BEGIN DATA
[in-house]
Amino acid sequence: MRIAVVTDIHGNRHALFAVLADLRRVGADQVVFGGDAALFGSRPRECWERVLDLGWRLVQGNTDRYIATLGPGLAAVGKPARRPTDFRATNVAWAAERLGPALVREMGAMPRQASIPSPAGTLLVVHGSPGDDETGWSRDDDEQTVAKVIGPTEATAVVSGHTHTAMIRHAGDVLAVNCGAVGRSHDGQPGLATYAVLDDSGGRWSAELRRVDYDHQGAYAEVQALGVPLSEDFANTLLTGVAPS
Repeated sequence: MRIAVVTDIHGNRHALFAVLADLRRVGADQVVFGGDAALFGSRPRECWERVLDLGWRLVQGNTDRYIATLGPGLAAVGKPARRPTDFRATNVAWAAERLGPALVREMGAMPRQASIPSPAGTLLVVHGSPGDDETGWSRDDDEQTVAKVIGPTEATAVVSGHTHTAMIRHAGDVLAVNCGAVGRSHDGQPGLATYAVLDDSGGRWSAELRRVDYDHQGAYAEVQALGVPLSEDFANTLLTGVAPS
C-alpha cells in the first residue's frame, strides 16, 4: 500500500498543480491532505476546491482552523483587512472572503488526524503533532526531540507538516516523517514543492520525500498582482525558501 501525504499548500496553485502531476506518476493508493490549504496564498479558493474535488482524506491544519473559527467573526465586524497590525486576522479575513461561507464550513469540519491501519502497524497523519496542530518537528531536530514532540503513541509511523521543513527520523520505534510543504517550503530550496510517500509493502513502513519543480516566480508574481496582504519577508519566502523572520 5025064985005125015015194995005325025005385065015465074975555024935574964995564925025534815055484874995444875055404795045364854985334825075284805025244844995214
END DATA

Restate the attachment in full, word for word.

[in-house]
Amino acid sequence: MRIAVVTDIHGNRHALFAVLADLRRVGADQVVFGGDAALFGSRPRECWERVLDLGWRLVQGNTDRYIATLGPGLAAVGKPARRPTDFRATNVAWAAERLGPALVREMGAMPRQASIPSPAGTLLVVHGSPGDDETGWSRDDDEQTVAKVIGPTEATAVVSGHTHTAMIRHAGDVLAVNCGAVGRSHDGQPGLATYAVLDDSGGRWSAELRRVDYDHQGAYAEVQALGVPLSEDFANTLLTGVAPS
Repeated sequence: MRIAVVTDIHGNRHALFAVLADLRRVGADQVVFGGDAALFGSRPRECWERVLDLGWRLVQGNTDRYIATLGPGLAAVGKPARRPTDFRATNVAWAAERLGPALVREMGAMPRQASIPSPAGTLLVVHGSPGDDETGWSRDDDEQTVAKVIGPTEATAVVSGHTHTAMIRHAGDVLAVNCGAVGRSHDGQPGLATYAVLDDSGGRWSAELRRVDYDHQGAYAEVQALGVPLSEDFANTLLTGVAPS
C-alpha cells in the first residue's frame, strides 16, 4: 500500500498543480491532505476546491482552523483587512472572503488526524503533532526531540507538516516523517514543492520525500498582482525558501 501525504499548500496553485502531476506518476493508493490549504496564498479558493474535488482524506491544519473559527467573526465586524497590525486576522479575513461561507464550513469540519491501519502497524497523519496542530518537528531536530514532540503513541509511523521543513527520523520505534510543504517550503530550496510517500509493502513502513519543480516566480508574481496582504519577508519566502523572520 5025064985005125015015194995005325025005385065015465074975555024935574964995564925025534815055484874995444875055404795045364854985334825075284805025244844995214